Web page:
Our cover story this month deals with Louis Pasquin, the first lawyer in Canada to be found guilty of gangsterism. During his trial, it was revealed Pasquin used his home to help a couple of drug dealers and even conspired with them to traffic drugs.
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The following is an excerpt from Patrick D. Kelly’s new book Rainmaking 101: How to Grow Your Client Base & Maximize Your Income:
Millions of people embark on professional careers as CPAs, engineers, insurance agents, financial advisers, bankers, lawyers, and corporate managers only to discover that being technically proficient is just one element of being successful. Few receive any formal training in selling their services and themselves. For most, developing business is a sink-or-swim proposition.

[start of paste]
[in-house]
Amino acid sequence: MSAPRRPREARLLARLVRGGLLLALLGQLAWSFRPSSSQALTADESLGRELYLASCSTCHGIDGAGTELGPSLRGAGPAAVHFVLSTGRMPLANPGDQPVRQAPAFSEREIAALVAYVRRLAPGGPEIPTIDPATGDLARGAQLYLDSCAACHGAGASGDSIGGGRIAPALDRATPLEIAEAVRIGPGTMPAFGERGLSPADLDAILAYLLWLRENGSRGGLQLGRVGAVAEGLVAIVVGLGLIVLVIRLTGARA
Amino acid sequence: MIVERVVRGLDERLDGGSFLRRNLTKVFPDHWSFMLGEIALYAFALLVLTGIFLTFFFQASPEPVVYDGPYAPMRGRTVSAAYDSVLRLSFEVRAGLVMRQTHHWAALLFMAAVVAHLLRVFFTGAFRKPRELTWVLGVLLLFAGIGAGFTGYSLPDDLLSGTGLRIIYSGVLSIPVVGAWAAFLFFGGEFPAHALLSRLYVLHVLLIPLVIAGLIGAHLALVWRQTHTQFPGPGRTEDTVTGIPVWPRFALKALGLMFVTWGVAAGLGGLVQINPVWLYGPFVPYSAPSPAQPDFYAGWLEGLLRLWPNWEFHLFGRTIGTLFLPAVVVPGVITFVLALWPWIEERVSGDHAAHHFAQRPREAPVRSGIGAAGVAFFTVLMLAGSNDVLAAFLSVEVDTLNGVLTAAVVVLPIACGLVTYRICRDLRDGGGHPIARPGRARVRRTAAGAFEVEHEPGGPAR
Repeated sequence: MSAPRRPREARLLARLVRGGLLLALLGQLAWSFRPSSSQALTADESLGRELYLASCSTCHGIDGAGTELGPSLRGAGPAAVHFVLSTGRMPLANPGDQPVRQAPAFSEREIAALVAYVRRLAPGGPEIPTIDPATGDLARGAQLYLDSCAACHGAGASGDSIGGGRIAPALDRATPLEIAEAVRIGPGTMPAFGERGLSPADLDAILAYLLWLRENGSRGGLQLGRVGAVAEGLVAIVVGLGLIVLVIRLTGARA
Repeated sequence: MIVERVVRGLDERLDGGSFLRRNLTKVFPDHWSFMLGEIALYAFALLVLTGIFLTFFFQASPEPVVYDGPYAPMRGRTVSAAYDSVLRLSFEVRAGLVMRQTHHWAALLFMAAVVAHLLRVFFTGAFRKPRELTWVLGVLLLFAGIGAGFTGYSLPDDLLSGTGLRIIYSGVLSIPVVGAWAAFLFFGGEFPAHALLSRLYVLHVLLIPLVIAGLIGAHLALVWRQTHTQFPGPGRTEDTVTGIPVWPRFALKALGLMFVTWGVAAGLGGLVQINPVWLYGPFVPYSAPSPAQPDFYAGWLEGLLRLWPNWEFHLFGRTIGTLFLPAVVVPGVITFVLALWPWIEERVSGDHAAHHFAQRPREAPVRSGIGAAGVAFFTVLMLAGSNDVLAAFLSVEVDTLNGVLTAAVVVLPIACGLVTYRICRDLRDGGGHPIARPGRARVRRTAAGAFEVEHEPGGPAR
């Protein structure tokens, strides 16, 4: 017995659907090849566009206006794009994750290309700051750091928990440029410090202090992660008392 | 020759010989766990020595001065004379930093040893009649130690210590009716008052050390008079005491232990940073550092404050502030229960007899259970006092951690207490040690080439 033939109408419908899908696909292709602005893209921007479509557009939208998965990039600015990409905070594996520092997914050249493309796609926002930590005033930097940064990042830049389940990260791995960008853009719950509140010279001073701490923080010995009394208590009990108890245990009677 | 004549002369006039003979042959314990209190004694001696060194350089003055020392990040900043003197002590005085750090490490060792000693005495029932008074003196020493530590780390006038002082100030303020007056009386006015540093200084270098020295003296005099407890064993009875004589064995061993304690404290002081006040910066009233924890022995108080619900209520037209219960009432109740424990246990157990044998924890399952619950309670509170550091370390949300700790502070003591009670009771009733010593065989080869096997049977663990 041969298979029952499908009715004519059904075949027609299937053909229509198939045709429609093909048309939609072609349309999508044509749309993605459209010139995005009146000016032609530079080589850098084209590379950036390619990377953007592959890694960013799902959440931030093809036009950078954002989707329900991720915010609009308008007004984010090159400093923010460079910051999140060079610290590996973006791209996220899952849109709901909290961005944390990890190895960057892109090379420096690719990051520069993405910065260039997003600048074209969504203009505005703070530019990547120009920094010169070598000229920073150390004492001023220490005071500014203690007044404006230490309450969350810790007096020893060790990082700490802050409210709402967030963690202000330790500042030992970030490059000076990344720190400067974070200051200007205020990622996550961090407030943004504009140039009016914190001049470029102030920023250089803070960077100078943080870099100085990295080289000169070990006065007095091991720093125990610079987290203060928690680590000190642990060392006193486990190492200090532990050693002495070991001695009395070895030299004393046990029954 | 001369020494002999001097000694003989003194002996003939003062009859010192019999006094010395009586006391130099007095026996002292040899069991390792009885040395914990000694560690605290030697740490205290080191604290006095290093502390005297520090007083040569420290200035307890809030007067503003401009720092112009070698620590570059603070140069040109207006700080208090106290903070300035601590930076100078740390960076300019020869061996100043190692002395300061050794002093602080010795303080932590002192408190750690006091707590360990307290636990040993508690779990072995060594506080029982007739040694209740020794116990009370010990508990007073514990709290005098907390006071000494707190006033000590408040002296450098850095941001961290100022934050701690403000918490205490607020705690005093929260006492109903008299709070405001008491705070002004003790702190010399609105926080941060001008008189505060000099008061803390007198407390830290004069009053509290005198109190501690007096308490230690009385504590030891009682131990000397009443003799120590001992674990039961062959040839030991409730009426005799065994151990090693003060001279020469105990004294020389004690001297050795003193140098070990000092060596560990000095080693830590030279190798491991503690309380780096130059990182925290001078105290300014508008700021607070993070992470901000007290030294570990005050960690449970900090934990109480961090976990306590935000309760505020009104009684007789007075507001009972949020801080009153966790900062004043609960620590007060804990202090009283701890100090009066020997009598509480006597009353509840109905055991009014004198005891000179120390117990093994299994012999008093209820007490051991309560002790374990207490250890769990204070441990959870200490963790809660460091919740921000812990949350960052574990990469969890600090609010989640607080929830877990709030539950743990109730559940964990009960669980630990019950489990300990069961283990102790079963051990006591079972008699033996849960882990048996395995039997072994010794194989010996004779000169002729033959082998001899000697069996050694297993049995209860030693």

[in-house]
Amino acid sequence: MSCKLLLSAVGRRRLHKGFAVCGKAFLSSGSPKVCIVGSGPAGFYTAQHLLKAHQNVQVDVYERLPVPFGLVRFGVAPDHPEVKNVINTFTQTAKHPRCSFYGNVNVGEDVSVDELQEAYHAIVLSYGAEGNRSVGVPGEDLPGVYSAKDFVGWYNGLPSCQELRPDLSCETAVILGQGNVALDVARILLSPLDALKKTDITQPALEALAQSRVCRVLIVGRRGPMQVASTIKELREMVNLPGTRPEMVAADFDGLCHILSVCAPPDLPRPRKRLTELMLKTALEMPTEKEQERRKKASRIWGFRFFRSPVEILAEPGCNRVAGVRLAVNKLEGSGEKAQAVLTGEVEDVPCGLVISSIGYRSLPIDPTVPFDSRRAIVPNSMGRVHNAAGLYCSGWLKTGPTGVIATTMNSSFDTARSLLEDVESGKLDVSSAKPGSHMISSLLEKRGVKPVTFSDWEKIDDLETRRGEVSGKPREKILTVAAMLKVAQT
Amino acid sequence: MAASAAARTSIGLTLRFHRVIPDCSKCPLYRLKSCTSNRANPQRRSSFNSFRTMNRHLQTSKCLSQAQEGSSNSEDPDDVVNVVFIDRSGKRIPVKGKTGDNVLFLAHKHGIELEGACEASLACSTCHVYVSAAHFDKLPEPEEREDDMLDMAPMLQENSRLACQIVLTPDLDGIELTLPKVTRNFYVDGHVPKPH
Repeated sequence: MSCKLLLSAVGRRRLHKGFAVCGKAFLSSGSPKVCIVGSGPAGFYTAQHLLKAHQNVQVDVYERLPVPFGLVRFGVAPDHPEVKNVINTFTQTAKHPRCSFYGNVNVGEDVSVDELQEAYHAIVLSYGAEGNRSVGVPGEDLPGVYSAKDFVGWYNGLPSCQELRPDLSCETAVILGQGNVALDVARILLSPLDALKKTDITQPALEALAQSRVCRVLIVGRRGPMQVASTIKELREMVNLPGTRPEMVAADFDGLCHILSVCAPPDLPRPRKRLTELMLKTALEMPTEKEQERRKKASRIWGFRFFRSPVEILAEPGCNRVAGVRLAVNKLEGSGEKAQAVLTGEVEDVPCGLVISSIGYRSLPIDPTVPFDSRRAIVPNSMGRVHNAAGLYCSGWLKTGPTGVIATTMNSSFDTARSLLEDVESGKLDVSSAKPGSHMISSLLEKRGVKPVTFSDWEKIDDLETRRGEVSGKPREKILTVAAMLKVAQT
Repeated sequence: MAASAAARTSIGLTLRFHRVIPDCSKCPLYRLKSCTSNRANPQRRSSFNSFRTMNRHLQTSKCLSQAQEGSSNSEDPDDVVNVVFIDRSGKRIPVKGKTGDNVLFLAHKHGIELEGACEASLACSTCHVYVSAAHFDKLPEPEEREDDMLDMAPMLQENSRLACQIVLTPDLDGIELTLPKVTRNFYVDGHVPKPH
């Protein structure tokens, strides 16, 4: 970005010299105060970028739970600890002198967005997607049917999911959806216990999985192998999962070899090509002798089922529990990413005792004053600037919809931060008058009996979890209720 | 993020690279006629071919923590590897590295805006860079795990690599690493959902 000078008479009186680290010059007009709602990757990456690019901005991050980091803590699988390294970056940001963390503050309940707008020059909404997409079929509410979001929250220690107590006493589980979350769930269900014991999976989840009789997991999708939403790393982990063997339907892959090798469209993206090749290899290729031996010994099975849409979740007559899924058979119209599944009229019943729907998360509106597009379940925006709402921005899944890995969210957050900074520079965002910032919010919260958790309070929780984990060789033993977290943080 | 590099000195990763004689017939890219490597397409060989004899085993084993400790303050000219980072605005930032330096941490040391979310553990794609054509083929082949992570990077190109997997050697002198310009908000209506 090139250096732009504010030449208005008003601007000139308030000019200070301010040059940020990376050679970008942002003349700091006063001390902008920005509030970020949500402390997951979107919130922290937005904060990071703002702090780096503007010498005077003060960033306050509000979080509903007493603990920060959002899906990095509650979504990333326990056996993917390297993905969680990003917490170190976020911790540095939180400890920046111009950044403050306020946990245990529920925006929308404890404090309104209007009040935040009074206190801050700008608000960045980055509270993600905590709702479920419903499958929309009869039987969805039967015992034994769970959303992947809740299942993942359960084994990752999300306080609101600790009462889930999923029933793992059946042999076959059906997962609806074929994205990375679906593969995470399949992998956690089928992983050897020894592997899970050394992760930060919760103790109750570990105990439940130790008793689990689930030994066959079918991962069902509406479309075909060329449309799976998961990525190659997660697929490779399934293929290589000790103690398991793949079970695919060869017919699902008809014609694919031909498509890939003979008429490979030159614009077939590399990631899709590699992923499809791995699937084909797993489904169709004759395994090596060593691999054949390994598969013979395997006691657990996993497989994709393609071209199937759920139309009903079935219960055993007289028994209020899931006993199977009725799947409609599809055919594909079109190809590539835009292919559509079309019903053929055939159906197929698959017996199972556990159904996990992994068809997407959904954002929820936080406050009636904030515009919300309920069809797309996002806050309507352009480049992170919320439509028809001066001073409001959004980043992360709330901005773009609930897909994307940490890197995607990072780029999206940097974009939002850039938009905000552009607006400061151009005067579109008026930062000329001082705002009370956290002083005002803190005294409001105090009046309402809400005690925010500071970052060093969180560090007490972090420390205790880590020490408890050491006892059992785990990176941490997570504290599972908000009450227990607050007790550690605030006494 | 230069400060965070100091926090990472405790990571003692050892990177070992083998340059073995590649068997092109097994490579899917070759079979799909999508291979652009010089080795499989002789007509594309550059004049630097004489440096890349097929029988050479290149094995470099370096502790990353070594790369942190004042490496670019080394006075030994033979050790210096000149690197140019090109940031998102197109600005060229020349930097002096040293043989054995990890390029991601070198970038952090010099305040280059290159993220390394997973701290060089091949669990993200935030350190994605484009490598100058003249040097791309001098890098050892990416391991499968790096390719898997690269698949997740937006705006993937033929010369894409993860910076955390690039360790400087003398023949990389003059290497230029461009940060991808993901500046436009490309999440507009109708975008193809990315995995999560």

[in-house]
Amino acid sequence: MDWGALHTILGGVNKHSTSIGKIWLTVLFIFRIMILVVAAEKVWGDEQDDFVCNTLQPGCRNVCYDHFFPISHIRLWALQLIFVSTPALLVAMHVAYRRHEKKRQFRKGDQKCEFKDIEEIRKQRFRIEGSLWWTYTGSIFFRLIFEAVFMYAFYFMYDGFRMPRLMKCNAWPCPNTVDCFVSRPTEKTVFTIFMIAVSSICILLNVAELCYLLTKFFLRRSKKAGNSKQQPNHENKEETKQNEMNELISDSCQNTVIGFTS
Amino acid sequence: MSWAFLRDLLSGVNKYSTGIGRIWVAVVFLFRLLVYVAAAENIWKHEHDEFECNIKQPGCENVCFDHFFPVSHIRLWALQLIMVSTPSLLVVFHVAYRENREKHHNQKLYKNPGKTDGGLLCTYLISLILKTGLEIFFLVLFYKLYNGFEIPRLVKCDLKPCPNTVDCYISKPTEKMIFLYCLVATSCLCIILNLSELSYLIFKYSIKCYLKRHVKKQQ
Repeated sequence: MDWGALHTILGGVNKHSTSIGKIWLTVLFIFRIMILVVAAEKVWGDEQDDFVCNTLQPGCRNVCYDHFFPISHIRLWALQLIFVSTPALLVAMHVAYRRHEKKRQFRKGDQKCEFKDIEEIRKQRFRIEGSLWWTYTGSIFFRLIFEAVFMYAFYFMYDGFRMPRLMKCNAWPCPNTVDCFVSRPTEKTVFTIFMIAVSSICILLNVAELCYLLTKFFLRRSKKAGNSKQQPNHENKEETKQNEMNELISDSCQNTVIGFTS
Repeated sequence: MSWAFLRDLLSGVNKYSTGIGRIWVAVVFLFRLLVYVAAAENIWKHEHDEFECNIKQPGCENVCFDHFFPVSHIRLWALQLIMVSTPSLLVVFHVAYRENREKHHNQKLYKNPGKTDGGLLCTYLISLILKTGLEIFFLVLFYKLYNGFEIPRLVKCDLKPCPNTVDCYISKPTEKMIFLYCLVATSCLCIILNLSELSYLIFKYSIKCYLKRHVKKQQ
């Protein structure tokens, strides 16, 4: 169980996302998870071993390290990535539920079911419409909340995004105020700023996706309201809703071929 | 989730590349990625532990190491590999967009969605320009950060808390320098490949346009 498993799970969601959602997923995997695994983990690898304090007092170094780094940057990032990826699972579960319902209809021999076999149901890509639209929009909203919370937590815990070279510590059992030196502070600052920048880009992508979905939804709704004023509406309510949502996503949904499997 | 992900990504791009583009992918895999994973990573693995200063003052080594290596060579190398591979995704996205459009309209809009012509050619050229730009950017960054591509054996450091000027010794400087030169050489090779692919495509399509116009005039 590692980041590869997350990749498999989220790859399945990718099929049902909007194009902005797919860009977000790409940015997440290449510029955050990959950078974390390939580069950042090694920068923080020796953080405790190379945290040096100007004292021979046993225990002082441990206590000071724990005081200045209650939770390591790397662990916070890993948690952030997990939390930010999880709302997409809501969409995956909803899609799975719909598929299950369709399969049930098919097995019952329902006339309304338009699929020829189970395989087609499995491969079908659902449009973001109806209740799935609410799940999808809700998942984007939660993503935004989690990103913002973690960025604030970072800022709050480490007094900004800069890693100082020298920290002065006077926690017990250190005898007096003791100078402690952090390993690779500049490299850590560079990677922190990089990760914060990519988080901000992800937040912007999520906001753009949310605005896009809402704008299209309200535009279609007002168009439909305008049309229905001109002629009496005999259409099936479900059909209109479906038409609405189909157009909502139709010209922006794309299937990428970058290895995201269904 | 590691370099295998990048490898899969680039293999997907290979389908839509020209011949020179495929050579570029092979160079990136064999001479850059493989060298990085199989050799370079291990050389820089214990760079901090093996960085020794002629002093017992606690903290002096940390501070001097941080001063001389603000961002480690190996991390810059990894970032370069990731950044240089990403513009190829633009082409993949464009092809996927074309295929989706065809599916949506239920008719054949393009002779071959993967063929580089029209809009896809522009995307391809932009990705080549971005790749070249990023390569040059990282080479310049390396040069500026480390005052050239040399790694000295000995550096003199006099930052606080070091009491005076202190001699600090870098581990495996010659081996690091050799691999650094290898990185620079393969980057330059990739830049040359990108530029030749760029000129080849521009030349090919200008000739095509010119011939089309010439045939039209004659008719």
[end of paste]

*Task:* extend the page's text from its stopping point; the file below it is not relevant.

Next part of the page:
Uncertainty and law may seem to repel one another, but some lawyers are built for a bit of uncertainty in their life. Some even seek it out.
Though it is rarely perceived as a willful act, many lawyers have taken a leap of faith and left permanent employment to take on a contract in a bet for something better. That is until recently.
In this new economy, even the chronically restless are seeing permanent positions with a renewed appreciation.
At the same time, contracts are becoming a more popular option with employers as budgets and headcount continue to be squeezed.